In both cases, for variables not passing the normality and equality of variances assumptions even after applying variable transformations, we cannot trust on the results of the tests. We follow these procedures to rely first on parametric tests, as they are usually considered to have more statistical power than nonparametric tests and therefore it is more likely to detect a significant effect when one truly exists.

Results

RQ1. Role-based Activity Distribution

In this research question we want to study the activity distribution in OSS projects, grouping the activities according to a fixed set of roles for a better analysis of the main driving forces in OSS. To this aim, we need to first map the project activities appearing in the collaboration graphs (cf. Table 1) to one of the roles we have predefined (cf. Section 2).

Detecting Roles in Collaboration Graphs

Table 3 lists the proposed roles and the evidences that we use when mapping activities to roles in collaboration graphs. Evidences follow a CypherFootnote 7-like graph query format. While and reactions that are mapped differently depending on whether they are part of a contribution (e.g., an issue or comment) started by that same user or not. For instance, one only becomes reactor when reacts to contributions made by other users.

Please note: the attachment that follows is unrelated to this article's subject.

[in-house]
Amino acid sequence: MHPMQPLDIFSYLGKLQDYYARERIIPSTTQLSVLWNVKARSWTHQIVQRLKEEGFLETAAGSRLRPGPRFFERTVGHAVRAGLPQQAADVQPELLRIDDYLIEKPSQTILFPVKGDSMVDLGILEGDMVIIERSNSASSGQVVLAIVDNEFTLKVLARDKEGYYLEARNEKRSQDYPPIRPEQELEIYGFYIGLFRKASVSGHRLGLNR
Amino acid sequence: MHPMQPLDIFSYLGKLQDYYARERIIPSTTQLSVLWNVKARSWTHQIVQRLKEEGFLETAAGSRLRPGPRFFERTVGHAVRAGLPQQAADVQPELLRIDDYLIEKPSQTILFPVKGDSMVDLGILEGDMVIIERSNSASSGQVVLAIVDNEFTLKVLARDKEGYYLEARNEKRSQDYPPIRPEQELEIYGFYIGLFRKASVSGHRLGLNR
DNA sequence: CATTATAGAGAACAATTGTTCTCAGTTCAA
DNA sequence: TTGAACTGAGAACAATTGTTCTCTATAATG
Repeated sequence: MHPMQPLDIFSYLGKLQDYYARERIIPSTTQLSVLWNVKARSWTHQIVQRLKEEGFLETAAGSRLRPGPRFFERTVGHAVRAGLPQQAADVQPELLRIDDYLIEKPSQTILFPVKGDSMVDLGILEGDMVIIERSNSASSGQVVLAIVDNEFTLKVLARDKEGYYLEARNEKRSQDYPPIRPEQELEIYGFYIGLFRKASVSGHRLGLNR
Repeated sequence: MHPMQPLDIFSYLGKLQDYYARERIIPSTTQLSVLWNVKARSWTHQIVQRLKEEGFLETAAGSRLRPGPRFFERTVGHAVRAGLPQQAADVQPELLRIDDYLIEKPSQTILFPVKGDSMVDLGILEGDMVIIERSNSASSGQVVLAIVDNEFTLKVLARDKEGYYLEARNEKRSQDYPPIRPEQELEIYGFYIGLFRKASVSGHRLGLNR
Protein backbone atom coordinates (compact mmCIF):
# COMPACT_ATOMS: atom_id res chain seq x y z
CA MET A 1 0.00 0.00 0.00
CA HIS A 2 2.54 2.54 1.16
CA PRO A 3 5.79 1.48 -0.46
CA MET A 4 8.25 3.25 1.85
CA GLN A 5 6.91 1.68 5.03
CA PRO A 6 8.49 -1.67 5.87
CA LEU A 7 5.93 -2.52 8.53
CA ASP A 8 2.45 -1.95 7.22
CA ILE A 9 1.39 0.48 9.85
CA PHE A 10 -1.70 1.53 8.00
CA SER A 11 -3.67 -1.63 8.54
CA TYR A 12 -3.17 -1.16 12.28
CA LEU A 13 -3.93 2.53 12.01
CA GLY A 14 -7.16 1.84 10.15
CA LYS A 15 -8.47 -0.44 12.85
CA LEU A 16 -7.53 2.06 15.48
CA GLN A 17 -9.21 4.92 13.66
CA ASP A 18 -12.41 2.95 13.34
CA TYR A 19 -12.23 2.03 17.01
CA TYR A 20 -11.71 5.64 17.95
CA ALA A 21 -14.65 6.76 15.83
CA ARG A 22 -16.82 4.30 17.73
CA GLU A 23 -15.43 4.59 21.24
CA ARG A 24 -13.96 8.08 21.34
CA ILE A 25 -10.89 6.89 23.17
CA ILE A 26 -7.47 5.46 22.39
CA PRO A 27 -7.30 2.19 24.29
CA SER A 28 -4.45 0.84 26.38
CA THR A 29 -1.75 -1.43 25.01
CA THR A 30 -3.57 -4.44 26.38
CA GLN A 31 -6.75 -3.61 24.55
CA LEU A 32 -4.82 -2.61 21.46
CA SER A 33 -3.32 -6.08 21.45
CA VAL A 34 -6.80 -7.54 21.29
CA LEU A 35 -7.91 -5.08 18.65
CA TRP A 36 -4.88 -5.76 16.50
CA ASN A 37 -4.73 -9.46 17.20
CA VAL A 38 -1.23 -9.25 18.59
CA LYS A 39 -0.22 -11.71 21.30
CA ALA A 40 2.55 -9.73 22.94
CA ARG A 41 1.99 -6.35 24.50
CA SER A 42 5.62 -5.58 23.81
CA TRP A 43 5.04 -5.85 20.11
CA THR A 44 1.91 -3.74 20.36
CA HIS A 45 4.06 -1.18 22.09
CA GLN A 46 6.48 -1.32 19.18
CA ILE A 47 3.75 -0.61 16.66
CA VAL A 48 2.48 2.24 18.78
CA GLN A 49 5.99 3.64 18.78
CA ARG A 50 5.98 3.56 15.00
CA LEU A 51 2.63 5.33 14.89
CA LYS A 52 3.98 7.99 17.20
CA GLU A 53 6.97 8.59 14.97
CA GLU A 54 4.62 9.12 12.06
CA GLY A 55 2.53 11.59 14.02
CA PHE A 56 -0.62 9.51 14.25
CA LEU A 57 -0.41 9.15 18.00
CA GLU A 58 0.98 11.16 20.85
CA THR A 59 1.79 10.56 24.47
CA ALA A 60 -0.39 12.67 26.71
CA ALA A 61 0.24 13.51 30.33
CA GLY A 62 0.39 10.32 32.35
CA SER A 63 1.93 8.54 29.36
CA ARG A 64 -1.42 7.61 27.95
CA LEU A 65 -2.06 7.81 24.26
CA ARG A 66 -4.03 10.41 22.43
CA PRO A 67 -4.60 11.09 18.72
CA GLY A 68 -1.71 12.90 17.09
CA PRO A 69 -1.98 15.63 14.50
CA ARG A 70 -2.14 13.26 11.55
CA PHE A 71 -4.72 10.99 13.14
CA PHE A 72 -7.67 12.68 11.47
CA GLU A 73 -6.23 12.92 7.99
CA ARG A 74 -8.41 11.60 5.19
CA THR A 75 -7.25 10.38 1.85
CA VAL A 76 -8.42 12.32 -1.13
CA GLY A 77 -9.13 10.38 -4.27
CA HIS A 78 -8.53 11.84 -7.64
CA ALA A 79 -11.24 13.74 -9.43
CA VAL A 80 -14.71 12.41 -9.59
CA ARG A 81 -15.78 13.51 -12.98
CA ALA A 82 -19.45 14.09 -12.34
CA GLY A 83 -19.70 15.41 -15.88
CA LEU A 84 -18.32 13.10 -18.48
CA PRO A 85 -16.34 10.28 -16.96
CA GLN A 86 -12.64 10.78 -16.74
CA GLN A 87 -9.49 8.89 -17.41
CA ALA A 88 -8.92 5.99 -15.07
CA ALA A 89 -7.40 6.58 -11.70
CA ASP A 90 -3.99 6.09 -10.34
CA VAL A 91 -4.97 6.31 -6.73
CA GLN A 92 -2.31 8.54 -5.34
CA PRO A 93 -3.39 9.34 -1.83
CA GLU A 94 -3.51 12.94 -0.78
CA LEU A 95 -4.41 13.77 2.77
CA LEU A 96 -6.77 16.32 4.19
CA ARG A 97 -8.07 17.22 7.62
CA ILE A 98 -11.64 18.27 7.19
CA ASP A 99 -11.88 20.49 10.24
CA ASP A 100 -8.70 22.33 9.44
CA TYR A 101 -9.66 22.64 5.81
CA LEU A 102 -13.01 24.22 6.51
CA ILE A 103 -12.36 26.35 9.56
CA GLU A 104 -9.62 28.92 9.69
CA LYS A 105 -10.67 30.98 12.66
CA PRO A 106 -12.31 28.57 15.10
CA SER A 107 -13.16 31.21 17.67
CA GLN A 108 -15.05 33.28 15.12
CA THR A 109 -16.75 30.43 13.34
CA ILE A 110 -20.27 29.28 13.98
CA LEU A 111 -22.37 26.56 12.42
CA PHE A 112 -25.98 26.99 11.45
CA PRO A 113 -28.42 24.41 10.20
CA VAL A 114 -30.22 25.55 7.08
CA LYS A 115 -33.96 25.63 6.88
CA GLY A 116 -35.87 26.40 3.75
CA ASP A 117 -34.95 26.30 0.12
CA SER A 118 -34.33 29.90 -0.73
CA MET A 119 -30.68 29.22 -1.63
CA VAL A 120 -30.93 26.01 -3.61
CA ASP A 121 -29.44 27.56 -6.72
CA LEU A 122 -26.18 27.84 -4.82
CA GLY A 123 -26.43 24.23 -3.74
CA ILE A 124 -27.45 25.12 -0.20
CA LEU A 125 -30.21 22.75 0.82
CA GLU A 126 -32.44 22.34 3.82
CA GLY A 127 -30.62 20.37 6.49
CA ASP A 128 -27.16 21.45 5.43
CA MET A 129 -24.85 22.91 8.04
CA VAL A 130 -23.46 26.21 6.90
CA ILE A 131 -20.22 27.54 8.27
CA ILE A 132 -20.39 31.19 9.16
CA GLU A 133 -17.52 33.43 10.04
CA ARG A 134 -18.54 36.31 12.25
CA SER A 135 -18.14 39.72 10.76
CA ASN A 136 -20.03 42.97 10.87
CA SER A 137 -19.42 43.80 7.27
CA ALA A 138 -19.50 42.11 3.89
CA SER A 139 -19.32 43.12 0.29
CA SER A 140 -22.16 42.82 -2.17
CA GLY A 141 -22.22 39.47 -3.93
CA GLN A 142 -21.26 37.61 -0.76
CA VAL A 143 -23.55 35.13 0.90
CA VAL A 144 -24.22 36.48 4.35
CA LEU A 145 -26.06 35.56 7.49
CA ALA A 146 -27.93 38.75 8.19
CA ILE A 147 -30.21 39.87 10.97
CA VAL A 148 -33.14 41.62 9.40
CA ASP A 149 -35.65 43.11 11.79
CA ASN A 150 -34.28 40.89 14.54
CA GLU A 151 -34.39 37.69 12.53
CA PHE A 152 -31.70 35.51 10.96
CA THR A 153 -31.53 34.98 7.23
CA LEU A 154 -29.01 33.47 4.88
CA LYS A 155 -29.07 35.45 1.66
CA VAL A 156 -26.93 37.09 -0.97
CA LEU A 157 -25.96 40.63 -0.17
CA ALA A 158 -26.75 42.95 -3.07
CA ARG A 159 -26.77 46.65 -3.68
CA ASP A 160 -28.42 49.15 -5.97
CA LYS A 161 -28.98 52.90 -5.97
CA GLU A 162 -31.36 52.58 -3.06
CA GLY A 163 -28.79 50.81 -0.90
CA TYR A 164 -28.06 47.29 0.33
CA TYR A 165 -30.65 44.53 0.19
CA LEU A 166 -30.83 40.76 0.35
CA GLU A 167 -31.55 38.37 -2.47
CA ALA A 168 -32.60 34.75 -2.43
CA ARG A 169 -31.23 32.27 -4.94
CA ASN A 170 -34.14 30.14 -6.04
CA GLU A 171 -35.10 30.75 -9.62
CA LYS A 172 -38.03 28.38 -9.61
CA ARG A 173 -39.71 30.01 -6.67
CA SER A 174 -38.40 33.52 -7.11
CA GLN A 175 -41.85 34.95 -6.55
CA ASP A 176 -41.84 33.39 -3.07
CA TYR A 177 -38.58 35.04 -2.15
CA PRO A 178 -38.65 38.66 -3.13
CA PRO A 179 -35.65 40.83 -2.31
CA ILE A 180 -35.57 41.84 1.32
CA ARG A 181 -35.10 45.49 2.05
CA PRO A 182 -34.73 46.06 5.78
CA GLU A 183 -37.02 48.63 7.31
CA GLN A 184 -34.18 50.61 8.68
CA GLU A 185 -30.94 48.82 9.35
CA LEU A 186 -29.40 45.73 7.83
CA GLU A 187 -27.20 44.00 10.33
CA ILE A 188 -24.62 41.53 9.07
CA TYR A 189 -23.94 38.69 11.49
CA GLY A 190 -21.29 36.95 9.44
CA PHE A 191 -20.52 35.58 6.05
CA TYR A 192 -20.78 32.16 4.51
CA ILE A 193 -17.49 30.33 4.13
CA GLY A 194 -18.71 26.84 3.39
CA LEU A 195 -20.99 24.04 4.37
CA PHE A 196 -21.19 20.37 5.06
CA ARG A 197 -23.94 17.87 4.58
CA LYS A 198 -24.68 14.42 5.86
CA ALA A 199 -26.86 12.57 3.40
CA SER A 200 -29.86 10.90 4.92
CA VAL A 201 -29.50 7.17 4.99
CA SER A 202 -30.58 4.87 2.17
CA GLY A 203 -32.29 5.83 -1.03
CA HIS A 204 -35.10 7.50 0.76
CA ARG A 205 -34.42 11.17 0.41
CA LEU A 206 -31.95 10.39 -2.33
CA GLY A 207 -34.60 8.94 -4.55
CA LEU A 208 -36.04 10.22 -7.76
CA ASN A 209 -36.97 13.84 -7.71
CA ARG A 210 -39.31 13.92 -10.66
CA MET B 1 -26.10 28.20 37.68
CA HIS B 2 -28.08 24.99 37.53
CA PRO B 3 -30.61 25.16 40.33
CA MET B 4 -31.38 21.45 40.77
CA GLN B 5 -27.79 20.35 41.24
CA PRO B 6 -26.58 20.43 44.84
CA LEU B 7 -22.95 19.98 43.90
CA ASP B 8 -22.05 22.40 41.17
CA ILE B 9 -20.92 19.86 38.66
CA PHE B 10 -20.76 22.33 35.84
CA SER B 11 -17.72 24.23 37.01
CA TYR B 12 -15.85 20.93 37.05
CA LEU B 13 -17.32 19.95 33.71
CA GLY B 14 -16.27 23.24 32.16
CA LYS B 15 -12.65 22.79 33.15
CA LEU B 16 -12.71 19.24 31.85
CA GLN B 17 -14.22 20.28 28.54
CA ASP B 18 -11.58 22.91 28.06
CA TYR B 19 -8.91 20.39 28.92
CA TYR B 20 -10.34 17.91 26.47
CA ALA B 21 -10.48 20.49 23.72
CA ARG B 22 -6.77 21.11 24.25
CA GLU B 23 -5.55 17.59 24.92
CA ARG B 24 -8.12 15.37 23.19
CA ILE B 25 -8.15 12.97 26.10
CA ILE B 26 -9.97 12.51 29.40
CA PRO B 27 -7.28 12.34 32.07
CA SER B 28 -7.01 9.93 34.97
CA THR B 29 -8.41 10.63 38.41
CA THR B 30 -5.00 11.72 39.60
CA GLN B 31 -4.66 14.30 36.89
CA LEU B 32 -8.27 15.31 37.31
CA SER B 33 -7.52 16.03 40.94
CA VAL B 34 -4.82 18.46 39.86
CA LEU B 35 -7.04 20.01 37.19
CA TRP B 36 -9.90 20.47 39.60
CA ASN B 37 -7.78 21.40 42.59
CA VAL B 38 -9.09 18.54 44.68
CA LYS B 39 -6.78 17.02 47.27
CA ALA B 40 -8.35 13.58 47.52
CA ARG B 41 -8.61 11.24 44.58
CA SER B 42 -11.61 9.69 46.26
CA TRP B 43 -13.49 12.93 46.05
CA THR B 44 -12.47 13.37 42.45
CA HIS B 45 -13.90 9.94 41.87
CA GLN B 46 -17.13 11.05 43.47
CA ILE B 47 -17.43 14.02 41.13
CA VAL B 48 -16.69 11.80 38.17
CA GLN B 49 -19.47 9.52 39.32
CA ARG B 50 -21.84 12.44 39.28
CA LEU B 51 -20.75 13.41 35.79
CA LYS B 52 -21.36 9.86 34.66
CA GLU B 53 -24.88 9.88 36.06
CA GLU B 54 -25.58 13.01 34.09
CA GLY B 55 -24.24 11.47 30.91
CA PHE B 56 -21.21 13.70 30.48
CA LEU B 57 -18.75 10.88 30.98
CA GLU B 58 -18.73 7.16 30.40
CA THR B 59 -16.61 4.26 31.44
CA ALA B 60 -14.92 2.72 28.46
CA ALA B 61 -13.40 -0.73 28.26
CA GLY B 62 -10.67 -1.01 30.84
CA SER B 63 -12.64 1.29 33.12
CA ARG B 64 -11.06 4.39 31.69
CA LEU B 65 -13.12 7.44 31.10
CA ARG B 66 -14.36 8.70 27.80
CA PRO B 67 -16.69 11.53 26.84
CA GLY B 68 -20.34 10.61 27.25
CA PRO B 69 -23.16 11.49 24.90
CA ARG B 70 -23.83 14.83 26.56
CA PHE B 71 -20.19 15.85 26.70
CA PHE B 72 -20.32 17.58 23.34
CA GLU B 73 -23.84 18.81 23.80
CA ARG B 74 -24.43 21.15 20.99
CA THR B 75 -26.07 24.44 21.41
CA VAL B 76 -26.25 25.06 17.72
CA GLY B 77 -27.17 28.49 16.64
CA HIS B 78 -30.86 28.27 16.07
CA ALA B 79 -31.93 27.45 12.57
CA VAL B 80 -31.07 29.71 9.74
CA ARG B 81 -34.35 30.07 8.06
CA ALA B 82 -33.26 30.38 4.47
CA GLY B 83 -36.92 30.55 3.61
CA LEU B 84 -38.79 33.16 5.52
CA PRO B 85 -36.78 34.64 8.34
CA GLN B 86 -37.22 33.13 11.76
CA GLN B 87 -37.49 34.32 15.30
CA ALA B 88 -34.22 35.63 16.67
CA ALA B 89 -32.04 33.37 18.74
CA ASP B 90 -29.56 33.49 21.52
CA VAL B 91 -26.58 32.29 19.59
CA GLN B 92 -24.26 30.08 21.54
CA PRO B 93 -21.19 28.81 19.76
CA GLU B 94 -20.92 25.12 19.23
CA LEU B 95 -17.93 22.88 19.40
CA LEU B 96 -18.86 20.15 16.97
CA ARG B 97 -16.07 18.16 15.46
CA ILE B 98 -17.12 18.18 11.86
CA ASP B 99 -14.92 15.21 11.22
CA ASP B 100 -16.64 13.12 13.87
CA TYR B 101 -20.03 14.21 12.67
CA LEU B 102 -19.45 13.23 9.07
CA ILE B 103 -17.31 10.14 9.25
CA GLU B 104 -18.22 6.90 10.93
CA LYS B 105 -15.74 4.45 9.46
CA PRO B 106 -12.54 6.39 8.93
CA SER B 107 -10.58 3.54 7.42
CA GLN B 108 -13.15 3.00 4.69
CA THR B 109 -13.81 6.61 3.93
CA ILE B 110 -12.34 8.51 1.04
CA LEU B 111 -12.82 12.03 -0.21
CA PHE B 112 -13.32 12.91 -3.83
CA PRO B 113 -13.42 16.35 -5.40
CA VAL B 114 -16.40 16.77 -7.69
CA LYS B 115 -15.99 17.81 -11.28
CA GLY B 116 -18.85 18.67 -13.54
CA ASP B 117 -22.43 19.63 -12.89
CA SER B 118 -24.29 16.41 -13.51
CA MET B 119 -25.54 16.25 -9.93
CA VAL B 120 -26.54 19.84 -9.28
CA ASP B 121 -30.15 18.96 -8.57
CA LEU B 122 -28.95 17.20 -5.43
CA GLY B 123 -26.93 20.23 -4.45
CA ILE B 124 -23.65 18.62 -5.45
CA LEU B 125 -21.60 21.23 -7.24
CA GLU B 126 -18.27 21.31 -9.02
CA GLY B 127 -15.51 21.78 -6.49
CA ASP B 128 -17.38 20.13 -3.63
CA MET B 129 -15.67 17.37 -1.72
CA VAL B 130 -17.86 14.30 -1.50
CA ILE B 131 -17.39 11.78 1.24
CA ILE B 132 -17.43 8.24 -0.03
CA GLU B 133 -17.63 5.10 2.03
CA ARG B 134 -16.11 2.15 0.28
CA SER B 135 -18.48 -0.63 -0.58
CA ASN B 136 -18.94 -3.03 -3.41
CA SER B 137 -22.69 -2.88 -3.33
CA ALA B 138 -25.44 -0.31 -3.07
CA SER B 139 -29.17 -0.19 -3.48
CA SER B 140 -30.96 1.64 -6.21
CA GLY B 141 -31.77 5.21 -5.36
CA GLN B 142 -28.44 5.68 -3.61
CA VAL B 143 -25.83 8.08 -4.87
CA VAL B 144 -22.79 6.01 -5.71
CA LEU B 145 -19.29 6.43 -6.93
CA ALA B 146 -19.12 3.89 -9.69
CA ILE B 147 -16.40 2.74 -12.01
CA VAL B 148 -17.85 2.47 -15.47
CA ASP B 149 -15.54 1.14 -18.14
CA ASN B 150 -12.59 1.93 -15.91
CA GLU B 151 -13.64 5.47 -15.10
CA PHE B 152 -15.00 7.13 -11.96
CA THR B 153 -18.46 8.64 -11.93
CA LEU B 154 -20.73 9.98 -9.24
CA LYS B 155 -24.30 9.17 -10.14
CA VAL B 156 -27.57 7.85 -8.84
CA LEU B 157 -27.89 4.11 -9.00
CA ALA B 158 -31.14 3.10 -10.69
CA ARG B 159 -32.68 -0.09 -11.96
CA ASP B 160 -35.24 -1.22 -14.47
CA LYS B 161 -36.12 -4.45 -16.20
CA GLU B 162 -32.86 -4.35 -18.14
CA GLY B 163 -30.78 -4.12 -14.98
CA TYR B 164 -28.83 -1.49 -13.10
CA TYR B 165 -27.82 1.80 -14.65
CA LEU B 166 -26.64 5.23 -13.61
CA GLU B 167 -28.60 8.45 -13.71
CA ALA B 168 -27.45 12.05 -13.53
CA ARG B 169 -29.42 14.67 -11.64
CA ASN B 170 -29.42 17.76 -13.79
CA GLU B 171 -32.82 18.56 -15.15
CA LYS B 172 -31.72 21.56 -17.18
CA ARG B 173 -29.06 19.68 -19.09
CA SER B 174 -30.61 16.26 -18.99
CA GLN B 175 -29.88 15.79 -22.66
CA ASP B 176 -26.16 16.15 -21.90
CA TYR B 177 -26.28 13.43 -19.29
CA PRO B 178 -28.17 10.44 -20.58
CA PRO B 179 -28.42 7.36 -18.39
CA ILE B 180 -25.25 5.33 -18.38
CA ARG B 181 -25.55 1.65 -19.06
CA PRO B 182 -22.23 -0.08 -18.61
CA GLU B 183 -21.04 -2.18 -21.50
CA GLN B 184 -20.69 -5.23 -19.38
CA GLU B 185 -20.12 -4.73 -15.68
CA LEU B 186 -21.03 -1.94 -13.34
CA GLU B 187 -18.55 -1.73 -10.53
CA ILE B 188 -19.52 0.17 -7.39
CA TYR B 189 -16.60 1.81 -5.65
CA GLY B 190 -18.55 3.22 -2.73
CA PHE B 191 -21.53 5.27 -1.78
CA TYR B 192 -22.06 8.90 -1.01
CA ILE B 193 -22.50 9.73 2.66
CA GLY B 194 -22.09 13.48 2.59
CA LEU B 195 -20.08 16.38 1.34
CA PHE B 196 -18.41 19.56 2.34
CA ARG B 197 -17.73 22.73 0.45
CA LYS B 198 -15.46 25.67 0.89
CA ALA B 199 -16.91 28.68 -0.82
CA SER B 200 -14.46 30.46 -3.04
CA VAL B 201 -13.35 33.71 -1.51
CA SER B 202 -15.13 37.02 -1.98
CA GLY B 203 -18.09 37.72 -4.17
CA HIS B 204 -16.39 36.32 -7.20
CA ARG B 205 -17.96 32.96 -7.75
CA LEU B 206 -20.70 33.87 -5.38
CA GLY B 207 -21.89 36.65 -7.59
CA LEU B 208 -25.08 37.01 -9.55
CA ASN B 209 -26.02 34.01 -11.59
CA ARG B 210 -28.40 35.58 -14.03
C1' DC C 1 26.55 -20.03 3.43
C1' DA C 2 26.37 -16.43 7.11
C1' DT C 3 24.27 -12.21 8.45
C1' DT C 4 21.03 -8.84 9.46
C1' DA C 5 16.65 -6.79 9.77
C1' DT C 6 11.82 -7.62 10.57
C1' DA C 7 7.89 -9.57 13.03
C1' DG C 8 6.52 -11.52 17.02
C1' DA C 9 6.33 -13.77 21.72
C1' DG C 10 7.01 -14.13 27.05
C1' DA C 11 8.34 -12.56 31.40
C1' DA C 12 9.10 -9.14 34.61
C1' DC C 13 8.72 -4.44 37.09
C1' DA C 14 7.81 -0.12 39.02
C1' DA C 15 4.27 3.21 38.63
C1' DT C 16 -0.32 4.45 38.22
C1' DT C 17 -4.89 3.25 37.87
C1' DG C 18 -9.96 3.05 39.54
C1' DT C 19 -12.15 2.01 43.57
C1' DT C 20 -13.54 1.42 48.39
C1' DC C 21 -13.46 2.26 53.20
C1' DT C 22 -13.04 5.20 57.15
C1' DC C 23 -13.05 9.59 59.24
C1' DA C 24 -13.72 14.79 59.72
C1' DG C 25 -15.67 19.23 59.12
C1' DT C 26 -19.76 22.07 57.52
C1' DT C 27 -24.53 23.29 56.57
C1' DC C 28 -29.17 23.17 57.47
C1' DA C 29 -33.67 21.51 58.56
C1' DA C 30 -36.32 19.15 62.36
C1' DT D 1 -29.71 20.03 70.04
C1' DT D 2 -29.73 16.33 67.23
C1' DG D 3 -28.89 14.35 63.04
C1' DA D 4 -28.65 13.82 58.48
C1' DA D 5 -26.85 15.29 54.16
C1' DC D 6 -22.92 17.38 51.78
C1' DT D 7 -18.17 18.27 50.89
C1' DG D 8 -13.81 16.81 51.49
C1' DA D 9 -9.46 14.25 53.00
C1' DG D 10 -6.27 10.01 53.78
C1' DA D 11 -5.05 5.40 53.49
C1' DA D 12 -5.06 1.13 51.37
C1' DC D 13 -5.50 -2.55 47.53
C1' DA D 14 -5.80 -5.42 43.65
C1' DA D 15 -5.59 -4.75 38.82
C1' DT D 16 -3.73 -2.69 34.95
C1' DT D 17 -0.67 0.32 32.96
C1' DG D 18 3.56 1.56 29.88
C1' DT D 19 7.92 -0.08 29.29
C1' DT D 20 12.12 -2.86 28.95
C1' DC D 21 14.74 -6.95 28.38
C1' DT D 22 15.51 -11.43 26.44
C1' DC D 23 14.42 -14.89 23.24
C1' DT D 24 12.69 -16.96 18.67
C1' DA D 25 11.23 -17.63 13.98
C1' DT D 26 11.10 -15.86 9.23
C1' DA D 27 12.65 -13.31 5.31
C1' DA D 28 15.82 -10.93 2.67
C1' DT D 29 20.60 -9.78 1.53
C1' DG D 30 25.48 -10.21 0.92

Table 3 Role detection in collaboration graphs. Evidences are expressed as sourceNode[edge]targetNode. Nodes and edges have names following the format name:type when required. Refer to Table 1 for node and edge types

As we are focusing on community activities, evidences mainly refer to the User node type plus the [authors] and [reacts] edges of the graph. Note that evidences for a role are mutually exclusive. No activity will be ever assigned to two roles.Footnote 8

Activity Distribution Analysis

Based on the previous table, we analyze all the projects of the dataset as a whole to obtain the activity distribution of NPM projects.Footnote 9 Figure 3a shows the results of the analysis using a stacked bar. As can be seen, more than a half of the actions map to developer and commenter roles, being the merger and reviewer roles the ones with less presence. Nevertheless, we can observe how no single role is dominant and that, therefore, OSS is really a collective effort involving a significant number of all types of actions around the project. Note also that as the commenter role definition specifically refers to those users commenting on others’ issues, our results highlight the importance of collaboration among project’s members.

Fig. 3
figure 3